The lot notes say that the creation of D-Train “pushed the screenprint process to its limits”. How did it do that? From receiving the maquette, it was clear it would not be a typical day in the office. They had to have a separate press imported from Sweden. The print required more than 100 different layers of ink.
My god, that sounds suicidal–from what I remember from my commercial art classes in high school, that means they had to line up everything perfectly for each pass for each layer of ink… Exactly. It was surely a long day at the office to achieve something that complex. And it’s very finished. There’s a very fine quality to all the works that came out of the Domberger studio. Andy Warhol had said that he didn’t want to work with them because they were too precise.
The Richard Estes D-Train print is described as “unusually large”. The museum board it’s printed on measures 42 inches by 76 and 7/8 inches, and the image itself measures 35 and 7/8 inches by 72 and 1/8 inches. What does unusually large mean in this context? His Urban Landscape portfolio measured 27 by 19 inches in size and the images were 20 by 13 inches. Most of his prints are around that size. Other prints produced by other artists are certainly larger, but this is the largest print produced for Estes.
What is the Richard Estes D-Train print like in person? When you get up close to it, the nature of how the ink sits on the board is almost painterly. There’s an uncanny quality that makes Estes’s work interesting–I take the subway every day. It’s something I know and feel. Here, the perspective is flattened out, and there’s no people. It’s a very solitary scene.
I imagine it draws a lot of power from cognitive dissonance–it looks so real, but you know it can’t be real, because there’s no way that subway train would be rolling under daylight with no one in it. If you were on an empty D-Train, you’d be really worried. It goes back to Edward Hopper, who Estes is so closely tied to. You feel you’re part of it, but not. Estes is a continuation of the [Hopper] tradition.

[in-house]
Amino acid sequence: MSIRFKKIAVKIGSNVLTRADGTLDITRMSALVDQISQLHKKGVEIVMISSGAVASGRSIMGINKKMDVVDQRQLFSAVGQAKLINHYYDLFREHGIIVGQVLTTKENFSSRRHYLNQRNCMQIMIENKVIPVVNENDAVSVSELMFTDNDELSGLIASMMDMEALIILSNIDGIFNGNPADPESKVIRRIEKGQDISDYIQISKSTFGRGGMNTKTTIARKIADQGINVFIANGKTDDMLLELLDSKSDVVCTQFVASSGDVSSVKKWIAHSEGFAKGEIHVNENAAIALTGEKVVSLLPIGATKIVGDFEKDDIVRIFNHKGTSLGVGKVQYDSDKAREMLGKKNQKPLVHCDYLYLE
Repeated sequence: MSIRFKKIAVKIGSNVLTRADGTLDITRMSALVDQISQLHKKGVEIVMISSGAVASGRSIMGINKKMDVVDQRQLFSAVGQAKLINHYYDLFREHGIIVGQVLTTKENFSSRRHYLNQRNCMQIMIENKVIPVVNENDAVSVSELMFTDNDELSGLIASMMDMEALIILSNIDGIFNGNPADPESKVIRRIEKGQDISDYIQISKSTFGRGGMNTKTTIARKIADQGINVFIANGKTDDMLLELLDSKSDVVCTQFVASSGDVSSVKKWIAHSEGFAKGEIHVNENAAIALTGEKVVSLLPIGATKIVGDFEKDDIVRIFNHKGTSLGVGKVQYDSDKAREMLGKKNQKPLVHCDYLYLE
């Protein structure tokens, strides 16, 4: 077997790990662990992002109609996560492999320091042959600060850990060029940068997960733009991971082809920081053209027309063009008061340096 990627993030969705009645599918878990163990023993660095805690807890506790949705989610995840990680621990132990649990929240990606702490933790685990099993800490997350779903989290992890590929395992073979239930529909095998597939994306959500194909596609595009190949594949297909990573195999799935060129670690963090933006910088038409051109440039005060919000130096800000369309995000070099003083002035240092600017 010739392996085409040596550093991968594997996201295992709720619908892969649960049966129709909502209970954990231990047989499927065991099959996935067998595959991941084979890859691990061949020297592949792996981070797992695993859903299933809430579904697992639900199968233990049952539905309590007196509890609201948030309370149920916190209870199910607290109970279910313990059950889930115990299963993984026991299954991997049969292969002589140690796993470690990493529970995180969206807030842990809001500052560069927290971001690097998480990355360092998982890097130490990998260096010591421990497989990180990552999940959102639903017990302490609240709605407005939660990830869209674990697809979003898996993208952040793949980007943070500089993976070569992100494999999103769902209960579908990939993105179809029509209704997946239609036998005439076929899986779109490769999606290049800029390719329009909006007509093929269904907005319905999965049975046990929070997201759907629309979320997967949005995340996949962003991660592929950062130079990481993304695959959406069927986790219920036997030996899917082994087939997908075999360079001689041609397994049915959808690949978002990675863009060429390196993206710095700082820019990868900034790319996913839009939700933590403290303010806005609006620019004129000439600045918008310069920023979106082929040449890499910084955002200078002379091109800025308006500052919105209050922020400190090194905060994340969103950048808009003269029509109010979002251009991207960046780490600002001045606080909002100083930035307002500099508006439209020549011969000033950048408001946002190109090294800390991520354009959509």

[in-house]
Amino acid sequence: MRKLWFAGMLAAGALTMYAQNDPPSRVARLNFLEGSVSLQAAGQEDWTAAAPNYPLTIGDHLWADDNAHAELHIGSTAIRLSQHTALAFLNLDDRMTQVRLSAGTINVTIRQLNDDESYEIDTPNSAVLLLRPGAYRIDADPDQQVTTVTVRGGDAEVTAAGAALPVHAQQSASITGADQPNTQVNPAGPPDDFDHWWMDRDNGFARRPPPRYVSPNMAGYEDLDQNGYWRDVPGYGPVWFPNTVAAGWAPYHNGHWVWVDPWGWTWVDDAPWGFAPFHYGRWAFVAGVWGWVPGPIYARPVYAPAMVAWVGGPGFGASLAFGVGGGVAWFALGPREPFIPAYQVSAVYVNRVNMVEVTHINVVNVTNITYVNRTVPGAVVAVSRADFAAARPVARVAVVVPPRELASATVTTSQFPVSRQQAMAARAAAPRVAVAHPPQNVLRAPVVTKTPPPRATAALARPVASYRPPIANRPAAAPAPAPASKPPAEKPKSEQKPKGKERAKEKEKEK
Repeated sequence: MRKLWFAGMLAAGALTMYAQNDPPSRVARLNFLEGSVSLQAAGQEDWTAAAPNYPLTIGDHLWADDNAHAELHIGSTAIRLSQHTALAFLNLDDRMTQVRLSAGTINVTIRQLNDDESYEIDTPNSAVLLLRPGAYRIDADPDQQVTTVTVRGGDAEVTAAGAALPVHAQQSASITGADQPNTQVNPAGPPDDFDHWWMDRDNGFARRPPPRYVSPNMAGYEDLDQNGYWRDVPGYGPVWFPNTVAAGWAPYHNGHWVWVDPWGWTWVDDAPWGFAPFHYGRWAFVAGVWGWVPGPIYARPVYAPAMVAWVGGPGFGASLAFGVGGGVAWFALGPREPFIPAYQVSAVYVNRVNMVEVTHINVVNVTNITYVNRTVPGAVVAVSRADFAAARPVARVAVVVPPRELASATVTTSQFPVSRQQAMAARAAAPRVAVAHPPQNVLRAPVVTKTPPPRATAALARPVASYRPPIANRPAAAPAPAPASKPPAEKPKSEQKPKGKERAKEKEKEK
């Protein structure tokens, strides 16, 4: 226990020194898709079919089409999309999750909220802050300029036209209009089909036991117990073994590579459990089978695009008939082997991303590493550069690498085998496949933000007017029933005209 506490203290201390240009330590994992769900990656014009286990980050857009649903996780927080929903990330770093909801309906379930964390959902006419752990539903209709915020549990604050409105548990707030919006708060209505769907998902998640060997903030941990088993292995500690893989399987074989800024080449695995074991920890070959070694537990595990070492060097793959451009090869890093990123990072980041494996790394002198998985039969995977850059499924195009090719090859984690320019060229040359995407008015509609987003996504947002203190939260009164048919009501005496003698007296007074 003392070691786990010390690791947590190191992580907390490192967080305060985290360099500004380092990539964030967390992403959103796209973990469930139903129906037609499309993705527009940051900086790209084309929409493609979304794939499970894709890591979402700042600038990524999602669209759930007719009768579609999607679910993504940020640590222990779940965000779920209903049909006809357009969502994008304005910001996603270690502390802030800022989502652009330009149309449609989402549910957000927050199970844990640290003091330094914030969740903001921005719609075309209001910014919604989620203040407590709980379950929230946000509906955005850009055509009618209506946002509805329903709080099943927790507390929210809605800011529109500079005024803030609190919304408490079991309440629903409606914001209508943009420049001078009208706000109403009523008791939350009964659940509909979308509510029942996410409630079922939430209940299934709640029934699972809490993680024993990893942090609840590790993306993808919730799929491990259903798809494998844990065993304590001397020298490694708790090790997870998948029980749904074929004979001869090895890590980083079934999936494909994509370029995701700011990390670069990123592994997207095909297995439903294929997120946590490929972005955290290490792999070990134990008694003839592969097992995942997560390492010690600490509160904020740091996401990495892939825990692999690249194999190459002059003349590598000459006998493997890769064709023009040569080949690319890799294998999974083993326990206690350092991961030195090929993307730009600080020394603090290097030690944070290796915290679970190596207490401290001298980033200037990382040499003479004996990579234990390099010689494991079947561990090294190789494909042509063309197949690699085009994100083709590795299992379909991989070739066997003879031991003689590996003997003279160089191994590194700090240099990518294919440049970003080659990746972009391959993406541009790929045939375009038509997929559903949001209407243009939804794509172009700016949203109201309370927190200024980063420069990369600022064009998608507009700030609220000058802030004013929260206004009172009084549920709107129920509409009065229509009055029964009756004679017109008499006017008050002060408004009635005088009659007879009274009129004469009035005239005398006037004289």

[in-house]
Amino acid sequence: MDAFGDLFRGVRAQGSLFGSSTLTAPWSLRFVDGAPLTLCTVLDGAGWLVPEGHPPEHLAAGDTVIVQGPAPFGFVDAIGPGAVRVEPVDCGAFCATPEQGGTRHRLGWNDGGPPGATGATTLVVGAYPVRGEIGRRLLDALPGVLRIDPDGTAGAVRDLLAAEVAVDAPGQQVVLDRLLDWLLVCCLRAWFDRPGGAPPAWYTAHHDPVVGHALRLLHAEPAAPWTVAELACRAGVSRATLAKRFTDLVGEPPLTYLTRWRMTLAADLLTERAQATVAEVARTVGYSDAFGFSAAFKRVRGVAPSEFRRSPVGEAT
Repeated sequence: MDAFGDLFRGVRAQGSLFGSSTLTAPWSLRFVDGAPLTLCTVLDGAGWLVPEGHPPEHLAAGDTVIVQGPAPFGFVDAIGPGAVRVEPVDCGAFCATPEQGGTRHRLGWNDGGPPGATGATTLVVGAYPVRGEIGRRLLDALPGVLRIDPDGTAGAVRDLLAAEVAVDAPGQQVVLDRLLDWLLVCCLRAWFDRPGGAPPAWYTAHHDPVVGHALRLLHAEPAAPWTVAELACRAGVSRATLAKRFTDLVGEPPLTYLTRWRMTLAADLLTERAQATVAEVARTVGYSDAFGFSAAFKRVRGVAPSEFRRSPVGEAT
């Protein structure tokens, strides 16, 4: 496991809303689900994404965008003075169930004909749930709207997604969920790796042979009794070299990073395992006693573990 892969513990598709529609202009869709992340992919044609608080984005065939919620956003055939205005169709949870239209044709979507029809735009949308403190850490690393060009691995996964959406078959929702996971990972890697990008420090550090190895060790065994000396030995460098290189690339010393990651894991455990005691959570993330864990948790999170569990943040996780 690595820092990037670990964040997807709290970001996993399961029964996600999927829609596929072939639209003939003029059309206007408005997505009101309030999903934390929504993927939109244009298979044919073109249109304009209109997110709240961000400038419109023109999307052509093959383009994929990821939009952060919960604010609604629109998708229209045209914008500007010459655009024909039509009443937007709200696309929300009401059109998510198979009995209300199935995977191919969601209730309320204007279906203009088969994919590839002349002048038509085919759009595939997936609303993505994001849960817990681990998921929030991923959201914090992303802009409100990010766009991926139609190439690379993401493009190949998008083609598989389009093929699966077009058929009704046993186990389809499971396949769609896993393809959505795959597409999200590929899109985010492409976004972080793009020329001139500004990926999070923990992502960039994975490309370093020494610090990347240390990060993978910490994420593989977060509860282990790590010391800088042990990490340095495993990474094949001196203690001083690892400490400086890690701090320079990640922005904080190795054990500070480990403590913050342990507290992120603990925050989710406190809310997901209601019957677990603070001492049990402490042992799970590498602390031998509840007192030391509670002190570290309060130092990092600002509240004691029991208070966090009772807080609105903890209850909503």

How does the print’s large size hit you in person? You almost feel like you’re sitting on the D-Train. It’s very lifelike. Nothing has been scaled down, or it doesn’t feel scaled down. Your brain is tricked into thinking you’re looking at a very precise world.
How often does the Richard Estes D-Train print come up at auction? This particular print, on average, about once a year. I do know there are quite a few in institutions because it’s considered a historically important print, but I would not categorize it as specifically rare.
What’s the likelihood that this print of D-Train will meet or beat that sum? This is an example in very good condition and the provenance is the best that anyone could hope for. We can expect a strong price because of these factors. To me, it’s one of the strongest images in the sale.
Why will this Richard Estes D-Train print stick in your memory? To me, it’s emblematic of what makes a printing studio such a great partner for an artist like Estes–when the printmaker works to achieve the vision of the artist by using their own skills to achieve those goals. And as a New Yorker, I love it. It’s so immediately recognizable.
Update: The vintage Margaret Bourke-White photograph of the George Washington Bridge sold for $81,250.
What you see: A photograph of the George Washington Bridge, shot by Margaret Bourke-White and printed circa 1933. Swann Auction Galleries estimates it at $50,000 to $75,000.
The expert: Deborah Rogal, associate director of photographs and photobooks at Swann Auction Galleries.
Who was Margaret Bourke-White, and why does her work remain influential today? She became a pioneering photojournalist and was the first woman photojournalist at Life magazine. She covered World War II, the Great Depression, and a lot more. We appreciate her work for merging a high level of aesthetic sophistication with strong editorial comment.
How did this Margaret Bourke-White photograph of the George Washington Bridge come to be? Was it for an assignment? It was intended for a story in Fortune magazine. The George Washington Bridge was constructed over a four-year period, from 1927 to 1931. At its completion, it was the longest suspension bridge in the world.